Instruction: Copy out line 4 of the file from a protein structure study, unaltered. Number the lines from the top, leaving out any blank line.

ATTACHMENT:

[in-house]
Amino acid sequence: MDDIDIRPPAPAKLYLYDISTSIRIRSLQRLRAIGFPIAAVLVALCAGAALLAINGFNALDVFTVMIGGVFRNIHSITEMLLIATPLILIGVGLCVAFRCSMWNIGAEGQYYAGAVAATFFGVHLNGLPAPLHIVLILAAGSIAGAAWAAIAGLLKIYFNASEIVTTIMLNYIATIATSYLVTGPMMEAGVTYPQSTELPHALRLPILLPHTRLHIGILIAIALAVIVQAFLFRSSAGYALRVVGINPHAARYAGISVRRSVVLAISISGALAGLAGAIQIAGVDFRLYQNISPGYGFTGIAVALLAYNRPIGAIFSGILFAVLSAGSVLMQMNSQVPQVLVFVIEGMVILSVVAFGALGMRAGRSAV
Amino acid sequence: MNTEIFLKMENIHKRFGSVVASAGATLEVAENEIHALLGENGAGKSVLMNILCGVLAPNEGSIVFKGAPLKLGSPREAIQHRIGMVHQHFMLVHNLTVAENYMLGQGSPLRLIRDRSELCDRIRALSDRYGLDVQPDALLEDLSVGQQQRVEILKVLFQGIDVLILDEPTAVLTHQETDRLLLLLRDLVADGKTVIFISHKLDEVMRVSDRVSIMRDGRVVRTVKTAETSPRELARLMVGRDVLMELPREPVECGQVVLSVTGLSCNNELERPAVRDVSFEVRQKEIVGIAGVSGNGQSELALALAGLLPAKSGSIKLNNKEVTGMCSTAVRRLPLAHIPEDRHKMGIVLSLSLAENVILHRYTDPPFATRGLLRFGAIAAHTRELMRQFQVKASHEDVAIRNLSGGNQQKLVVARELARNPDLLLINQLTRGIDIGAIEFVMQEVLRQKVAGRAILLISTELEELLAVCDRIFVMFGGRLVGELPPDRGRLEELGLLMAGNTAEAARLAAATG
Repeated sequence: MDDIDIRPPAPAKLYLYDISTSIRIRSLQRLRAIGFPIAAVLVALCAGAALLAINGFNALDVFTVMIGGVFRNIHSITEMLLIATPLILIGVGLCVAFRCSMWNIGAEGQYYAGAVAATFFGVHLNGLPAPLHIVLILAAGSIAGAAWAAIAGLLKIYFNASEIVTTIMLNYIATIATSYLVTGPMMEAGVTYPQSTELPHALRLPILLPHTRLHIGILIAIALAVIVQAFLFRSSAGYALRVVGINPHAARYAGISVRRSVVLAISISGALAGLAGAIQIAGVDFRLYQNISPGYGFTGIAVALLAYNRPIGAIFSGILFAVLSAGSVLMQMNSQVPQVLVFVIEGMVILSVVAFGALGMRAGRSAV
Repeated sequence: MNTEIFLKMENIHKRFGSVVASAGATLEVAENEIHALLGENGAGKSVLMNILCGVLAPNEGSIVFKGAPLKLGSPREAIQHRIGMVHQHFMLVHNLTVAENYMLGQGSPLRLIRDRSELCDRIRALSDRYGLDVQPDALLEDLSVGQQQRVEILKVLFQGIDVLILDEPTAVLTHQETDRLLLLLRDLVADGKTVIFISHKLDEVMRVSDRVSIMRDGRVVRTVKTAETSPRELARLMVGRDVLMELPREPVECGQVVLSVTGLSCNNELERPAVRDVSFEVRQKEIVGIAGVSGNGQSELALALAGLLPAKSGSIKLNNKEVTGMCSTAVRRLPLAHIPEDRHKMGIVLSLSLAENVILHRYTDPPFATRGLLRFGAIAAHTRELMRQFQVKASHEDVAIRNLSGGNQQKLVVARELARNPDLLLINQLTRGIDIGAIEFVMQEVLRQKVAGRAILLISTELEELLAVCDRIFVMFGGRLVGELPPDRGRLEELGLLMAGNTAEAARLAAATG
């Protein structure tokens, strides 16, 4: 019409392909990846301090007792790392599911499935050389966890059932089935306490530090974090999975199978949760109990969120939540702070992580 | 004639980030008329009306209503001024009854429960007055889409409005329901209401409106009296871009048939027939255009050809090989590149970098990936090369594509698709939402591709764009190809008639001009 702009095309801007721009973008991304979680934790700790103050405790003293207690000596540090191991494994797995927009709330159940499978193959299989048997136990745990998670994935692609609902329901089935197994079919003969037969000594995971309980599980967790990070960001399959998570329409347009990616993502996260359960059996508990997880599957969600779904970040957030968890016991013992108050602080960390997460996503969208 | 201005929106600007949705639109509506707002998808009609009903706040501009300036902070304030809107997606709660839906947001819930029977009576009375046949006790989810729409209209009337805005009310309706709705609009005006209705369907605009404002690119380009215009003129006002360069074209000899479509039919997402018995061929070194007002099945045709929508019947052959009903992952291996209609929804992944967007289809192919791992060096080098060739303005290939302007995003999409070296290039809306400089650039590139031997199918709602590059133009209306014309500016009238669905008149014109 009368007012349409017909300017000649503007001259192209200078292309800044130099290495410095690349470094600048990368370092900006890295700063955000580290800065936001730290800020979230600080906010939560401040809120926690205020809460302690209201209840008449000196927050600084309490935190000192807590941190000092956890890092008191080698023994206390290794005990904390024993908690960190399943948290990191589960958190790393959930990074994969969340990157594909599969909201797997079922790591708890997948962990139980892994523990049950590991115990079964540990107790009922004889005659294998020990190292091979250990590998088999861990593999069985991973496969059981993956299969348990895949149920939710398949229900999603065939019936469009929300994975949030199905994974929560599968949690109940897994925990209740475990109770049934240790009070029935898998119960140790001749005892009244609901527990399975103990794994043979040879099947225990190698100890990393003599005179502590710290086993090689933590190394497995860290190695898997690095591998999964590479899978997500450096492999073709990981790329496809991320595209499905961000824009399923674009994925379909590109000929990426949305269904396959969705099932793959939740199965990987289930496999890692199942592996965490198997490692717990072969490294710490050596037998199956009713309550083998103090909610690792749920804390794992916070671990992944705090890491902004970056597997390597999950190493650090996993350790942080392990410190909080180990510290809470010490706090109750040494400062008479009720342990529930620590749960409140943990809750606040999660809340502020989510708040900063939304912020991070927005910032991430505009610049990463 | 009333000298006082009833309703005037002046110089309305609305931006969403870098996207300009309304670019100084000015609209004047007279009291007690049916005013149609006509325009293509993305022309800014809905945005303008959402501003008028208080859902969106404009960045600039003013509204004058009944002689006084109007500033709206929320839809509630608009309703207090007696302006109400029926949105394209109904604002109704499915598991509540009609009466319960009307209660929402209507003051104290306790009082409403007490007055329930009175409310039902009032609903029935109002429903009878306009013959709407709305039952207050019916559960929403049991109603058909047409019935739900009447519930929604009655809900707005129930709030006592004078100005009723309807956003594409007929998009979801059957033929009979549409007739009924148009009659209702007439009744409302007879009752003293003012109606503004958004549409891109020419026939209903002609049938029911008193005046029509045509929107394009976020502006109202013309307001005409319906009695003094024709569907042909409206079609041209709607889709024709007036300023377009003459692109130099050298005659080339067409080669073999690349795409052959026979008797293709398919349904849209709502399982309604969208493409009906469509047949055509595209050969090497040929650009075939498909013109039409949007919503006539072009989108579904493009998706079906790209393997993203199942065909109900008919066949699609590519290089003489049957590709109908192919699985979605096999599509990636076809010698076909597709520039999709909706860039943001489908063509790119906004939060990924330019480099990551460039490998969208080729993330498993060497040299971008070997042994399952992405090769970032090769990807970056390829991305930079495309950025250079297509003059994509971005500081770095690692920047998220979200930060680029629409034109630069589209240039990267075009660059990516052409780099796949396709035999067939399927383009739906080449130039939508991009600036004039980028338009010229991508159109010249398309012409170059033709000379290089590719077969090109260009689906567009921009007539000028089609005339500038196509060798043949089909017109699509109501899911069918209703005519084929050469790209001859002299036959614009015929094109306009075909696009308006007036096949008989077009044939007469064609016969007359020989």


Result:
Repeated sequence: MDDIDIRPPAPAKLYLYDISTSIRIRSLQRLRAIGFPIAAVLVALCAGAALLAINGFNALDVFTVMIGGVFRNIHSITEMLLIATPLILIGVGLCVAFRCSMWNIGAEGQYYAGAVAATFFGVHLNGLPAPLHIVLILAAGSIAGAAWAAIAGLLKIYFNASEIVTTIMLNYIATIATSYLVTGPMMEAGVTYPQSTELPHALRLPILLPHTRLHIGILIAIALAVIVQAFLFRSSAGYALRVVGINPHAARYAGISVRRSVVLAISISGALAGLAGAIQIAGVDFRLYQNISPGYGFTGIAVALLAYNRPIGAIFSGILFAVLSAGSVLMQMNSQVPQVLVFVIEGMVILSVVAFGALGMRAGRSAV